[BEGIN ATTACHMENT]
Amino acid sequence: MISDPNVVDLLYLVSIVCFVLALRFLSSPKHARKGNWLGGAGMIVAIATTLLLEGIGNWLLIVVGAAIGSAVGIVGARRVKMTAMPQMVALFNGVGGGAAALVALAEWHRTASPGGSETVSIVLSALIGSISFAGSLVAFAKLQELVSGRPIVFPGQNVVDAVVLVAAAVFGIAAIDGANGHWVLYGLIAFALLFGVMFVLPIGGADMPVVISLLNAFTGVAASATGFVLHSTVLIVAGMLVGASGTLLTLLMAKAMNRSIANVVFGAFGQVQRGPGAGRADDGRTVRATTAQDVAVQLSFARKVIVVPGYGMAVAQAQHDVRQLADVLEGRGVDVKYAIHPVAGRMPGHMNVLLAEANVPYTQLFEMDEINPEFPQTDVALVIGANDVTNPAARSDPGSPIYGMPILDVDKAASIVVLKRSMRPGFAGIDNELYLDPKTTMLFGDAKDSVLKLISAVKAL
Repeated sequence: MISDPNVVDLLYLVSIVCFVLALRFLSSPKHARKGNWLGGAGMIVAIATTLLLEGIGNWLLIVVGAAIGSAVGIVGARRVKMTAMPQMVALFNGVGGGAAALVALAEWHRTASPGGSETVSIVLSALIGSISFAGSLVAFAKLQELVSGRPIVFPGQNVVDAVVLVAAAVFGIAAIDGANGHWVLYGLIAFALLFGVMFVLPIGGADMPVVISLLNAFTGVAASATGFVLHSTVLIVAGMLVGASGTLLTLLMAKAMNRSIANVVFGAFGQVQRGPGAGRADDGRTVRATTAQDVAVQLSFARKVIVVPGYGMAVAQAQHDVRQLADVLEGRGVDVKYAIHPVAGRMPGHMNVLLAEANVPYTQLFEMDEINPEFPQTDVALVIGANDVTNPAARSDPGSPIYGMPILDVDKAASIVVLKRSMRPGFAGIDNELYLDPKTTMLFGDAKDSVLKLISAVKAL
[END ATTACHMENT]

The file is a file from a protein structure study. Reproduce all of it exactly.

Amino acid sequence: MISDPNVVDLLYLVSIVCFVLALRFLSSPKHARKGNWLGGAGMIVAIATTLLLEGIGNWLLIVVGAAIGSAVGIVGARRVKMTAMPQMVALFNGVGGGAAALVALAEWHRTASPGGSETVSIVLSALIGSISFAGSLVAFAKLQELVSGRPIVFPGQNVVDAVVLVAAAVFGIAAIDGANGHWVLYGLIAFALLFGVMFVLPIGGADMPVVISLLNAFTGVAASATGFVLHSTVLIVAGMLVGASGTLLTLLMAKAMNRSIANVVFGAFGQVQRGPGAGRADDGRTVRATTAQDVAVQLSFARKVIVVPGYGMAVAQAQHDVRQLADVLEGRGVDVKYAIHPVAGRMPGHMNVLLAEANVPYTQLFEMDEINPEFPQTDVALVIGANDVTNPAARSDPGSPIYGMPILDVDKAASIVVLKRSMRPGFAGIDNELYLDPKTTMLFGDAKDSVLKLISAVKAL
Repeated sequence: MISDPNVVDLLYLVSIVCFVLALRFLSSPKHARKGNWLGGAGMIVAIATTLLLEGIGNWLLIVVGAAIGSAVGIVGARRVKMTAMPQMVALFNGVGGGAAALVALAEWHRTASPGGSETVSIVLSALIGSISFAGSLVAFAKLQELVSGRPIVFPGQNVVDAVVLVAAAVFGIAAIDGANGHWVLYGLIAFALLFGVMFVLPIGGADMPVVISLLNAFTGVAASATGFVLHSTVLIVAGMLVGASGTLLTLLMAKAMNRSIANVVFGAFGQVQRGPGAGRADDGRTVRATTAQDVAVQLSFARKVIVVPGYGMAVAQAQHDVRQLADVLEGRGVDVKYAIHPVAGRMPGHMNVLLAEANVPYTQLFEMDEINPEFPQTDVALVIGANDVTNPAARSDPGSPIYGMPILDVDKAASIVVLKRSMRPGFAGIDNELYLDPKTTMLFGDAKDSVLKLISAVKAL